Glen Hansard: Between Two Shores

Glen Hansard: Between Two Shores

Thematic consistency unfortunately translates to a fairly one-note album.

Glen Hansard: Between Two Shores

2.5 / 5

I’m tired of thinkin’ about you, baby,” Glen Hansard spits gruffly on the appropriately titled “Movin’ On.” The trouble is, that’s hard to believe. The Irish singer-songwriter’s third solo album Between Two Shores is a heartbreak album through and through, and Hansard never stops thinking about the object of his love. The bulk of his catalog lingers in emotional songs of love, bliss and remorseful loss. His previous albums, however, weren’t such displays of concentrated angst. Here, Hansard starts from heartbreak and talks himself through his grief song by song. This thematic consistency unfortunately translates to a fairly one-note album, the only glimmers of interest being a few uncharacteristic stylistic choices from the guy who has played the same acoustic guitar to the point that it’s about as battered as his soul.

Hansard has a tendency to paint himself as weary, ragged from his consuming emotions. While the melancholy on Between Two Shores isn’t a hindrance, Hansard seems to enjoy wallowing in his loss, redirecting blame in many cases. On “Why Woman,” he leans into soulful blues ballad influences as he pleads for his lover to “leave a good thing be.” He insists that his lover should “Let it work out by itself” rather than address the problems in their relationship and then characterizes her departure as giving up. “Heart’s Not in It” is perhaps an even worse case, with Hansard flat out saying “You’re letting me down again” before “selflessly” reassuring “You can rely on me.” “One of Us Must Lose” ultimately illustrates that Hansard can only see relationships and their end as me versus you rather than admit mutual blame, a perspective that undercuts his troubadour-in tune-with-his-emotions persona.

When Hansard’s songs aren’t laying blame, his outlook brightens as he commits to self-righteously moving on. “Movin’ On” is the most literal version of this, and the fact that the similarly titled “Setting Forth” immediately follows is poor track ordering. While the abandoned lover efforts play up that sorrow with woeful slide guitar (“One of Us Must Lose”) and somber strings (“Heart’s Not in It”), these tracks combine folky strummed guitar and more upbeat piano lines. Aside from the dramatic strings, this is all familiar territory for Hansard. Occasional intriguing touches come out, with a melancholy horn section on “Why Woman” and the stuttering organ backing Hansard’s angry strumming on “Movin’ On.”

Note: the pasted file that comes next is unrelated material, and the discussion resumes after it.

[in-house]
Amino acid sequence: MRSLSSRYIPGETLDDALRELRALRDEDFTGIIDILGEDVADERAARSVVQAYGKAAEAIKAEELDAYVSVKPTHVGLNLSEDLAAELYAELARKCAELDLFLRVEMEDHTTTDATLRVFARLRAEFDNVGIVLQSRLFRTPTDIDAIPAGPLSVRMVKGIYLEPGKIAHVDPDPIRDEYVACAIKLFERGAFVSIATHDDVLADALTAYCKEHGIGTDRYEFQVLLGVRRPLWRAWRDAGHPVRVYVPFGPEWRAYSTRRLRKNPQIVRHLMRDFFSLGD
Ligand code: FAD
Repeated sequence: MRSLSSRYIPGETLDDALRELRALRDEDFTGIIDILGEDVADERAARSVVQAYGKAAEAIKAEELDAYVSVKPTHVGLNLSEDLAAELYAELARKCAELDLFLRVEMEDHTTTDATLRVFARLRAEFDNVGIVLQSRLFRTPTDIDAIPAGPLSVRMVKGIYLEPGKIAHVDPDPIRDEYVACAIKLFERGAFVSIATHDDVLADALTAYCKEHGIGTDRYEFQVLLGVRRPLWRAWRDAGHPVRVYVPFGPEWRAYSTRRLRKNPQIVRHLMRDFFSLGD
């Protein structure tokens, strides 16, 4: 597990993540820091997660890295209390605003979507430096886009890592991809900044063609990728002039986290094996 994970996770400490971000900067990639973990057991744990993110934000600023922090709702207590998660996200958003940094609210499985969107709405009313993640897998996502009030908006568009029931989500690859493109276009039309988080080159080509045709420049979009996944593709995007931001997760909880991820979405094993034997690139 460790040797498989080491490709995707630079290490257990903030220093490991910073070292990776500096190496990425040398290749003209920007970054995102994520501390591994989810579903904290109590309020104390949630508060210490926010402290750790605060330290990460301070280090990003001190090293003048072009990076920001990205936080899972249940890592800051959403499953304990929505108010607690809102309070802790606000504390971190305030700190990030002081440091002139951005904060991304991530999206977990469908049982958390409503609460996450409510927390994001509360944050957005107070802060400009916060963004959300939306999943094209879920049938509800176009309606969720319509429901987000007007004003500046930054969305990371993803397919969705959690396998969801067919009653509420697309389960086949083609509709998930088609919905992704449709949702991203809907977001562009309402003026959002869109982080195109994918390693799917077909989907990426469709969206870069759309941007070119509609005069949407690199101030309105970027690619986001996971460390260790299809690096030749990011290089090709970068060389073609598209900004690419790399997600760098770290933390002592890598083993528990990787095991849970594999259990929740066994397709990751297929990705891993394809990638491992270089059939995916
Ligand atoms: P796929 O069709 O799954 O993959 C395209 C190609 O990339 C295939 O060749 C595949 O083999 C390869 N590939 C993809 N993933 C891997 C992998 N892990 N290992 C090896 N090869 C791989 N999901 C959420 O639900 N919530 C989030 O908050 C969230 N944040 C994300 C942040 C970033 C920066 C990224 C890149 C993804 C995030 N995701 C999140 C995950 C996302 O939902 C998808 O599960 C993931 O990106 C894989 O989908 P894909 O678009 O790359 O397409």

For all of Hansard’s questionable blame and self-care post-breakup, he manages to send off the album with a strong effort that speaks to healthy loss and recovery. The gentle piano ballad “Time Will be the Healer” maintains Hansard’s straightforward tone and soothes with the simple sentiment that time heals all wounds. The track perfectly echoes “Wreckless Heart” that first warned of the album’s downward journey: “Take hold of the wheel/ You’re headed for a fall…You can be sure/ That time heals the pain/ And what’s done is done.” Both tracks are classic Hansard grandiosity, the finale allowing a strained electric guitar to resound with Hansard’s heart wrenching shouts.

Between Two Shores’ most sonically interesting efforts notably don’t fall in line the heartbreak theme. Springsteen-esque opener “Roll On Slow” funnels energy through its resolute kick-drum and rising brass on the chorus. A bluesy electric guitar breakdown in the song’s latter half officially marks its place as a Hansard rarity. The organ-backed “Wheels on Fire” sees Hansard unleash his anger in guttural vocals against a backdrop of gutsy bass and swelling brass. This soulfulness and The Boss vibes have Hansard on the right track to infusing life back into his music and getting out of this rut that plagues the rest of the album. The fact that Hansard self-produced Between Two Shores is even more encouraging. Let’s just hope that next time he broadens his perspective and considers incorporating a full session band into more of his arrangements.

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